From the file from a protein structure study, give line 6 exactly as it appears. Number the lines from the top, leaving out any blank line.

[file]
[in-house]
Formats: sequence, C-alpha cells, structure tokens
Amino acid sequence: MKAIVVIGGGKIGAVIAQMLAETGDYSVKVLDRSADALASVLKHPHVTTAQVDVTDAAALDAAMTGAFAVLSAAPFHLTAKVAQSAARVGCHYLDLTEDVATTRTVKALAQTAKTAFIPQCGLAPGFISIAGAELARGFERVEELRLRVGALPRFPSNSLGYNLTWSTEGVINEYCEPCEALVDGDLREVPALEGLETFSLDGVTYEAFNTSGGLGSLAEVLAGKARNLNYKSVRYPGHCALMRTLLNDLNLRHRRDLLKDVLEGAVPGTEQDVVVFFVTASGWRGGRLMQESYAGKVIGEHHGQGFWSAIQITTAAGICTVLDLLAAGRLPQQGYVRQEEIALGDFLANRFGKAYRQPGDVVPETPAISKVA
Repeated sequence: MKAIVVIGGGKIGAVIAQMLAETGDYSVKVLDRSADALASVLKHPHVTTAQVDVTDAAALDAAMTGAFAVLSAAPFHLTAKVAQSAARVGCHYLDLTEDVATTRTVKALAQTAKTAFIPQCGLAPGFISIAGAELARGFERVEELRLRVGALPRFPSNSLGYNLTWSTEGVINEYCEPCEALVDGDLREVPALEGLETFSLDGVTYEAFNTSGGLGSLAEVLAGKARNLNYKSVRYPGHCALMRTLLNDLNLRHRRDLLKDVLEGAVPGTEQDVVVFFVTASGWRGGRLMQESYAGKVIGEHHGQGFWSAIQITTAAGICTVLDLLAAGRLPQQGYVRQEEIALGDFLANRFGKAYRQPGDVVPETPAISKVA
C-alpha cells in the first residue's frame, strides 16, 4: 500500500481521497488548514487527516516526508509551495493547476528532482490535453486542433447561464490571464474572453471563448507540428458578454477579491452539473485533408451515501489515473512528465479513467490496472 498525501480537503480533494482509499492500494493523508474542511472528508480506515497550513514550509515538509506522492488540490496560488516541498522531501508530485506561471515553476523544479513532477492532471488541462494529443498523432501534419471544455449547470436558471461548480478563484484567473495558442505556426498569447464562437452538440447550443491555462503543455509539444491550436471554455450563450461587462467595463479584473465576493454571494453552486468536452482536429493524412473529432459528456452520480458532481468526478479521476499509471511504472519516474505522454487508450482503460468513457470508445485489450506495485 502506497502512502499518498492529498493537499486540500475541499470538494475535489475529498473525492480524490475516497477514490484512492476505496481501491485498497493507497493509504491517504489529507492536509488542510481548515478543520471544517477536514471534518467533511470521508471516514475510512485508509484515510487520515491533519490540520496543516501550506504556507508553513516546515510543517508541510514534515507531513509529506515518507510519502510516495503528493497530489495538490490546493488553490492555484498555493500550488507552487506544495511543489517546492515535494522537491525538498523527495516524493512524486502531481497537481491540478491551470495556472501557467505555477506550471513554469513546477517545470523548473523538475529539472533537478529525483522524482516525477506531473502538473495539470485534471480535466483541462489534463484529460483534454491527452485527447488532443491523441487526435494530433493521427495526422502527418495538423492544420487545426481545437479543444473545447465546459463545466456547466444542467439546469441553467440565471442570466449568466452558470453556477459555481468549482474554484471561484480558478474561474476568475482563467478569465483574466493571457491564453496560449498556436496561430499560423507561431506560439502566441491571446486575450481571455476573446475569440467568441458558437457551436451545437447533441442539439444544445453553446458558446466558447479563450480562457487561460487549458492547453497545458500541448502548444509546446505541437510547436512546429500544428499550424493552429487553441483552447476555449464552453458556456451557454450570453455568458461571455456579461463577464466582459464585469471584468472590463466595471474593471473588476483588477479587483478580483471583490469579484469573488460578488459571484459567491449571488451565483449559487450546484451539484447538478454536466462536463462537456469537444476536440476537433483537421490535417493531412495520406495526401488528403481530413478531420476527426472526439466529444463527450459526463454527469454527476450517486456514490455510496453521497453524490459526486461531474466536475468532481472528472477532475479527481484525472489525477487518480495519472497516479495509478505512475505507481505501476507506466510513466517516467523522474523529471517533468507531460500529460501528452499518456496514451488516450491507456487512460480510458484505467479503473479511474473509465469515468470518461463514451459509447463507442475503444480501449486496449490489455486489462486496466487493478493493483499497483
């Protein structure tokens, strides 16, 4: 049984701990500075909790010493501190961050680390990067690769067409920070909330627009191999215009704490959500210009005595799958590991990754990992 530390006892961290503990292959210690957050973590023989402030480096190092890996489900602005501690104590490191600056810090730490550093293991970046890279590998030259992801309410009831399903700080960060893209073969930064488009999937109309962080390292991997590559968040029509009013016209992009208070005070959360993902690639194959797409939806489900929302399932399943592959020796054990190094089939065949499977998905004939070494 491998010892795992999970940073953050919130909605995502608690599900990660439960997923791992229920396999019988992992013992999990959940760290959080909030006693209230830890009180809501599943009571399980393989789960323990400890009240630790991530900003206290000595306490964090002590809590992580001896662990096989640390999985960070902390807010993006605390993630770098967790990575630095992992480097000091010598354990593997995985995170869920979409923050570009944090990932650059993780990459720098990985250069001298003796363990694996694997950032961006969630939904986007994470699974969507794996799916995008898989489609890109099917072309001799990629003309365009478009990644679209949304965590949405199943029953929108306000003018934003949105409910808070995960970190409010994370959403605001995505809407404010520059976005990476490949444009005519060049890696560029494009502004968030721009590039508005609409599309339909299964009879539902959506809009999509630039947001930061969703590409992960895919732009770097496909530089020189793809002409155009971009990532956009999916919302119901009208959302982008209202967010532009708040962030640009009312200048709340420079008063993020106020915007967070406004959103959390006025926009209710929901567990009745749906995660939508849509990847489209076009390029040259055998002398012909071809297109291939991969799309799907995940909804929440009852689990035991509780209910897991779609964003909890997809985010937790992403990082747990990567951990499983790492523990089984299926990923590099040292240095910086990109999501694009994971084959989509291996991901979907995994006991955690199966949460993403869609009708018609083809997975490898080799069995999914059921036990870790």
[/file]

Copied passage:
């Protein structure tokens, strides 16, 4: 049984701990500075909790010493501190961050680390990067690769067409920070909330627009191999215009704490959500210009005595799958590991990754990992 530390006892961290503990292959210690957050973590023989402030480096190092890996489900602005501690104590490191600056810090730490550093293991970046890279590998030259992801309410009831399903700080960060893209073969930064488009999937109309962080390292991997590559968040029509009013016209992009208070005070959360993902690639194959797409939806489900929302399932399943592959020796054990190094089939065949499977998905004939070494 491998010892795992999970940073953050919130909605995502608690599900990660439960997923791992229920396999019988992992013992999990959940760290959080909030006693209230830890009180809501599943009571399980393989789960323990400890009240630790991530900003206290000595306490964090002590809590992580001896662990096989640390999985960070902390807010993006605390993630770098967790990575630095992992480097000091010598354990593997995985995170869920979409923050570009944090990932650059993780990459720098990985250069001298003796363990694996694997950032961006969630939904986007994470699974969507794996799916995008898989489609890109099917072309001799990629003309365009478009990644679209949304965590949405199943029953929108306000003018934003949105409910808070995960970190409010994370959403605001995505809407404010520059976005990476490949444009005519060049890696560029494009502004968030721009590039508005609409599309339909299964009879539902959506809009999509630039947001930061969703590409992960895919732009770097496909530089020189793809002409155009971009990532956009999916919302119901009208959302982008209202967010532009708040962030640009009312200048709340420079008063993020106020915007967070406004959103959390006025926009209710929901567990009745749906995660939508849509990847489209076009390029040259055998002398012909071809297109291939991969799309799907995940909804929440009852689990035991509780209910897991779609964003909890997809985010937790992403990082747990990567951990499983790492523990089984299926990923590099040292240095910086990109999501694009994971084959989509291996991901979907995994006991955690199966949460993403869609009708018609083809997975490898080799069995999914059921036990870790």